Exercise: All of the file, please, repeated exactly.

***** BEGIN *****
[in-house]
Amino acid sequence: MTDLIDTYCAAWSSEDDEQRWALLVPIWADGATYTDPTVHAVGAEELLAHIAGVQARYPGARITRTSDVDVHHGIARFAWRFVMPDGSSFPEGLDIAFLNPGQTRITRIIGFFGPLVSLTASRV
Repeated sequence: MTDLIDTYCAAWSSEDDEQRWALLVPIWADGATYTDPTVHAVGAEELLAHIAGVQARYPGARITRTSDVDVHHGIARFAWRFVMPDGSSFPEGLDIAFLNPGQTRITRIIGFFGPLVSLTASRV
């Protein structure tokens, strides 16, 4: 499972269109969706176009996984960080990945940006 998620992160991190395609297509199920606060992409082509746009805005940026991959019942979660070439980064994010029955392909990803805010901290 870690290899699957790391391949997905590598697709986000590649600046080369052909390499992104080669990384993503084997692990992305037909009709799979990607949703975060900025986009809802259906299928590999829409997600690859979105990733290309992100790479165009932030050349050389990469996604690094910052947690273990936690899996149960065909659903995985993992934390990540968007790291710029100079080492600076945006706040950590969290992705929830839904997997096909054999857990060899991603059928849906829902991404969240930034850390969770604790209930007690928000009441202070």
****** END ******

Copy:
[in-house]
Amino acid sequence: MTDLIDTYCAAWSSEDDEQRWALLVPIWADGATYTDPTVHAVGAEELLAHIAGVQARYPGARITRTSDVDVHHGIARFAWRFVMPDGSSFPEGLDIAFLNPGQTRITRIIGFFGPLVSLTASRV
Repeated sequence: MTDLIDTYCAAWSSEDDEQRWALLVPIWADGATYTDPTVHAVGAEELLAHIAGVQARYPGARITRTSDVDVHHGIARFAWRFVMPDGSSFPEGLDIAFLNPGQTRITRIIGFFGPLVSLTASRV
């Protein structure tokens, strides 16, 4: 499972269109969706176009996984960080990945940006 998620992160991190395609297509199920606060992409082509746009805005940026991959019942979660070439980064994010029955392909990803805010901290 870690290899699957790391391949997905590598697709986000590649600046080369052909390499992104080669990384993503084997692990992305037909009709799979990607949703975060900025986009809802259906299928590999829409997600690859979105990733290309992100790479165009932030050349050389990469996604690094910052947690273990936690899996149960065909659903995985993992934390990540968007790291710029100079080492600076945006706040950590969290992705929830839904997997096909054999857990060899991603059928849906829902991404969240930034850390969770604790209930007690928000009441202070």